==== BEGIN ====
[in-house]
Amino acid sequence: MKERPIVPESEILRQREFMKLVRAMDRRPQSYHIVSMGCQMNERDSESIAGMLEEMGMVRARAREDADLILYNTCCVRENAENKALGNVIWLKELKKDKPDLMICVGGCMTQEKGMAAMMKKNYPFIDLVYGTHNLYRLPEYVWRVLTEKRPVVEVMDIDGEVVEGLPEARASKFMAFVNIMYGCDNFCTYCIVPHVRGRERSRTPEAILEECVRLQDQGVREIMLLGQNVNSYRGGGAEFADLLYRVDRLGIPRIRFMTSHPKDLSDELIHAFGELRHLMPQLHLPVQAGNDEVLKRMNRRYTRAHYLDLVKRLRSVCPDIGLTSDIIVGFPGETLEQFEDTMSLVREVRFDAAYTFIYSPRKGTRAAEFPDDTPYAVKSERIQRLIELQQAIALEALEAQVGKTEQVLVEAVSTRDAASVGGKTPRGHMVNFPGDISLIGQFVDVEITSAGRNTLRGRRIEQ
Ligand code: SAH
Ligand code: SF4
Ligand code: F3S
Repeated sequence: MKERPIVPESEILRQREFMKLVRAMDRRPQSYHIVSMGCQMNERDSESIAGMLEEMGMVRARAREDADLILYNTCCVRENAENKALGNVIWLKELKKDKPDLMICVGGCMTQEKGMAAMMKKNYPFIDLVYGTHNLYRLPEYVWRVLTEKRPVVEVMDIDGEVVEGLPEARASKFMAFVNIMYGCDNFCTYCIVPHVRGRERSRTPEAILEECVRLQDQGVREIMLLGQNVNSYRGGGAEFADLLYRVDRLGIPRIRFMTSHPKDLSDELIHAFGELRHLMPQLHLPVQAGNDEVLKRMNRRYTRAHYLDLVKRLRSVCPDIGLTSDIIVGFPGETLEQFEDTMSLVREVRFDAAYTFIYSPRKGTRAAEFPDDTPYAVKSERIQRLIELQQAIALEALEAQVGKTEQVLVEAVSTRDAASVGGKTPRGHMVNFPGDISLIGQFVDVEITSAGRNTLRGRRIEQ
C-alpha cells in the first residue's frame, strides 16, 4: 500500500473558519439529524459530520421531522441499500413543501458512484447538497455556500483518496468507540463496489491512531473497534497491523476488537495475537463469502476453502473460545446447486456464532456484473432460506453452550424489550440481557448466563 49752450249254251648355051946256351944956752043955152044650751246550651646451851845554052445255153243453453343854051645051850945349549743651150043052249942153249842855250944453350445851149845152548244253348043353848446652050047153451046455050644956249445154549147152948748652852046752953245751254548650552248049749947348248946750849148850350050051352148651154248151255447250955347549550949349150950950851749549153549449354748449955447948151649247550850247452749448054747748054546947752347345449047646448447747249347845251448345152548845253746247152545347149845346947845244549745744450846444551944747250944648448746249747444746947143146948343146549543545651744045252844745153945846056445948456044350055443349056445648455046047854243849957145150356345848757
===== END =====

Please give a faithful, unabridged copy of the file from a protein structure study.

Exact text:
[in-house]
Amino acid sequence: MKERPIVPESEILRQREFMKLVRAMDRRPQSYHIVSMGCQMNERDSESIAGMLEEMGMVRARAREDADLILYNTCCVRENAENKALGNVIWLKELKKDKPDLMICVGGCMTQEKGMAAMMKKNYPFIDLVYGTHNLYRLPEYVWRVLTEKRPVVEVMDIDGEVVEGLPEARASKFMAFVNIMYGCDNFCTYCIVPHVRGRERSRTPEAILEECVRLQDQGVREIMLLGQNVNSYRGGGAEFADLLYRVDRLGIPRIRFMTSHPKDLSDELIHAFGELRHLMPQLHLPVQAGNDEVLKRMNRRYTRAHYLDLVKRLRSVCPDIGLTSDIIVGFPGETLEQFEDTMSLVREVRFDAAYTFIYSPRKGTRAAEFPDDTPYAVKSERIQRLIELQQAIALEALEAQVGKTEQVLVEAVSTRDAASVGGKTPRGHMVNFPGDISLIGQFVDVEITSAGRNTLRGRRIEQ
Ligand code: SAH
Ligand code: SF4
Ligand code: F3S
Repeated sequence: MKERPIVPESEILRQREFMKLVRAMDRRPQSYHIVSMGCQMNERDSESIAGMLEEMGMVRARAREDADLILYNTCCVRENAENKALGNVIWLKELKKDKPDLMICVGGCMTQEKGMAAMMKKNYPFIDLVYGTHNLYRLPEYVWRVLTEKRPVVEVMDIDGEVVEGLPEARASKFMAFVNIMYGCDNFCTYCIVPHVRGRERSRTPEAILEECVRLQDQGVREIMLLGQNVNSYRGGGAEFADLLYRVDRLGIPRIRFMTSHPKDLSDELIHAFGELRHLMPQLHLPVQAGNDEVLKRMNRRYTRAHYLDLVKRLRSVCPDIGLTSDIIVGFPGETLEQFEDTMSLVREVRFDAAYTFIYSPRKGTRAAEFPDDTPYAVKSERIQRLIELQQAIALEALEAQVGKTEQVLVEAVSTRDAASVGGKTPRGHMVNFPGDISLIGQFVDVEITSAGRNTLRGRRIEQ
C-alpha cells in the first residue's frame, strides 16, 4: 500500500473558519439529524459530520421531522441499500413543501458512484447538497455556500483518496468507540463496489491512531473497534497491523476488537495475537463469502476453502473460545446447486456464532456484473432460506453452550424489550440481557448466563 49752450249254251648355051946256351944956752043955152044650751246550651646451851845554052445255153243453453343854051645051850945349549743651150043052249942153249842855250944453350445851149845152548244253348043353848446652050047153451046455050644956249445154549147152948748652852046752953245751254548650552248049749947348248946750849148850350050051352148651154248151255447250955347549550949349150950950851749549153549449354748449955447948151649247550850247452749448054747748054546947752347345449047646448447747249347845251448345152548845253746247152545347149845346947845244549745744450846444551944747250944648448746249747444746947143146948343146549543545651744045252844745153945846056445948456044350055443349056445648455046047854243849957145150356345848757